How far did the Supreme Court hinder rather than help the development of African American civil rights in the period 1865-1980 By James Lawson
Extracts from this essay...
Between 1865 and 1980, the Supreme Court had a significant effect on the progress of civil rights. Early on in the period, numerous rulings were made that fundamentally restricted the rights of recently freed African Americans and limited their progress with a harmful legally supported precedence that would be set for years to come. However, the Supreme Court also helped develop the rights of African Americans, by steadily striking down harmful laws, and later in the period, by actively supporting federal intervention and desegregation. Despite a wave of positive federal legislation to support civil rights, including the abolition of slavery and the 14th and 15th Amendments, the Supreme Court notably hindered the progress of African American rights between 1865 and the early 1900s. The Supreme Court, directly countered progress made through this period and congressional reconstruction, most likely with the intention of hindering progress. The Cruickshank decision ruled that the 14th Amendment protected the rights and privileges of citizens only when they were infringed by the action of the state. As a result, it essentially made the 14th amendment void, when individuals and groups perpetrated racial crimes. This is also meant that these basic rights would not be the target of federal intervention and thus the court had an extremely negative impact.
This acted as one of the first major positive changes by the Supreme Court, following a period of inaction and a period of hindrance. Between 1944 and 1948, significant rulings were made for the cause of civil rights, against desegregation and unfair voting practices; the first steps towards later reversals. The Democratic Party's use of all white primaries in states such as Texas were overturned in the case of Smith V. Allwright. In two other rulings, Morgan V Virginia and Shell V Kraemer the Supreme court ruled that Virginia state law enforcing segregation was illegal and that racially restrictive covenants were not valid as they violated the Equal Protection Clause of the Fourteenth Amendment. As a result, it is clear that the role of the Supreme Court had shifted from one of hindrance to positive help for civil rights. Conversely, it must be noted that most progress made was simply undermining the Supreme Court's lasting harmful past rulings. Thus the court only helped to the extent that they were reverting their own past hindrances rather than actively furthering the condition of African American civil rights. This trend continued, with significant decisions by the Supreme Court, challenging the past set notion of separate but equal. For example, in 1950, the decisions following Sweatt V. Painter and McLaurin V.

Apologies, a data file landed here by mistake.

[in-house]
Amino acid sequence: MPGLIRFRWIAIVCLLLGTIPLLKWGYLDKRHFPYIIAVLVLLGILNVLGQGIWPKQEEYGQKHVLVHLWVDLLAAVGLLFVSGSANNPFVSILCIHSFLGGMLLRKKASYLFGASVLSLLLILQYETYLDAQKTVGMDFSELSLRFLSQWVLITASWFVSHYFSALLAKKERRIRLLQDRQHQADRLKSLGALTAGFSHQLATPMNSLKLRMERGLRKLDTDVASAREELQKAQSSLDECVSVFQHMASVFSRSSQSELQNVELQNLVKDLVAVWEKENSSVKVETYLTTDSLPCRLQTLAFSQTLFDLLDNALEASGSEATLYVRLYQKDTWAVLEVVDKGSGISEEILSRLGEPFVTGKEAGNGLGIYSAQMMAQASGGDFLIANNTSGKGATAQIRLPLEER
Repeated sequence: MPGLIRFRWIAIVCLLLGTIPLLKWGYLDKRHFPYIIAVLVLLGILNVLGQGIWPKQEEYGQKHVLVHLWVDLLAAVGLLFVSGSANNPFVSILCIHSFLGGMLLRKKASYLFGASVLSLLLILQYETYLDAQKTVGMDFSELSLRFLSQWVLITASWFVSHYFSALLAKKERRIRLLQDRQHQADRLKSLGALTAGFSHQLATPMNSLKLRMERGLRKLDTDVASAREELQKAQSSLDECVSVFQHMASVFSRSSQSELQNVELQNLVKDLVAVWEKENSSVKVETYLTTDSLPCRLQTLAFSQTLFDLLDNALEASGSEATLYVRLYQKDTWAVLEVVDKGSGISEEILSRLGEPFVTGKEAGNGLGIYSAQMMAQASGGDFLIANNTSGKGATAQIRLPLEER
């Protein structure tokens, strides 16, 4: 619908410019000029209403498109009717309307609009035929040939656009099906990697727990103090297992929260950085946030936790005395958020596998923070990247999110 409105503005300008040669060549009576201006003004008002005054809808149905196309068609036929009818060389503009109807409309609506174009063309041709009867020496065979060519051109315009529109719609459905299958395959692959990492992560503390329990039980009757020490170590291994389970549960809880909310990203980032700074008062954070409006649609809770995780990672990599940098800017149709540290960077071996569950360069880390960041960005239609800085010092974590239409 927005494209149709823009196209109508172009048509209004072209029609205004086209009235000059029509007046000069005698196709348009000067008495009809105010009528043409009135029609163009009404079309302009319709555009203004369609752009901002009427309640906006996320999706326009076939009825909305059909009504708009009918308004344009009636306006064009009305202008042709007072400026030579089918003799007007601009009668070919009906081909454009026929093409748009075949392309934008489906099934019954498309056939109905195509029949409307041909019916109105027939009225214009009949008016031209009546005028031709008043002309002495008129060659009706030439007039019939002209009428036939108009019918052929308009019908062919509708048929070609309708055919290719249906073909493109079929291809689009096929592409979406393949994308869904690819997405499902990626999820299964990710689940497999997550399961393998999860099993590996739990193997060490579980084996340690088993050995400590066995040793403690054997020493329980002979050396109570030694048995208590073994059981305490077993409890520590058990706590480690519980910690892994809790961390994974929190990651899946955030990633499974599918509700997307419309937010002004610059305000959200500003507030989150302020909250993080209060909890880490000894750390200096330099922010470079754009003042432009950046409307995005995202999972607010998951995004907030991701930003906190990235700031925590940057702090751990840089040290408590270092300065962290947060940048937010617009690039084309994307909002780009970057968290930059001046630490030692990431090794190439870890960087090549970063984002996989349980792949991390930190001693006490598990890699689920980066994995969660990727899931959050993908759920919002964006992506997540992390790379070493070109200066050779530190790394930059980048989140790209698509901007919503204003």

However, during this phase, the Supreme Court continued its positive role for civil rights. In the case of Swann v Charlotte-Mecklenburg, the court ruled provided an active mechanism against underlying segregation. By busing people to schools, it ensured that integration in public schools could take place. Also, The Supreme Court ruled that school-financing based on local property taxes was not a constitutional violation of the 14th Amendment. Overall, it is clear that the Supreme Court was not simply a body that hindered progress, especially from 1960 onwards as its role and action expanded. However, the initial laws and ruling made by the court between 1865 and 1900 were so damaging, that it would take over 50 years to revert them truly. They provided the basis for, and legally enforced, a system of segregation, unequal treatment, and limited civil rights. Following this and until the late 1960s, whilst the court no longer directly hindered change, and became a helpful positive force, the overall assessment must remain negative as it was simply undoing its own harmful legislation. Therefore, despite positive transformation, the Supreme Court's impact over the period, was one of hindrance and largely negative. ?? ?? ?? ?? How far did the Supreme Court hinder rather than help the development of African American civil rights in the period 1865-1980 By James Lawson
Found what you're looking for?
- Start learning 29% faster today
- Over 150,000 essays available
- Just £6.99 a month
- Over 180,000 student essays
- Every subject and level covered
- Thousands of essays marked by teachers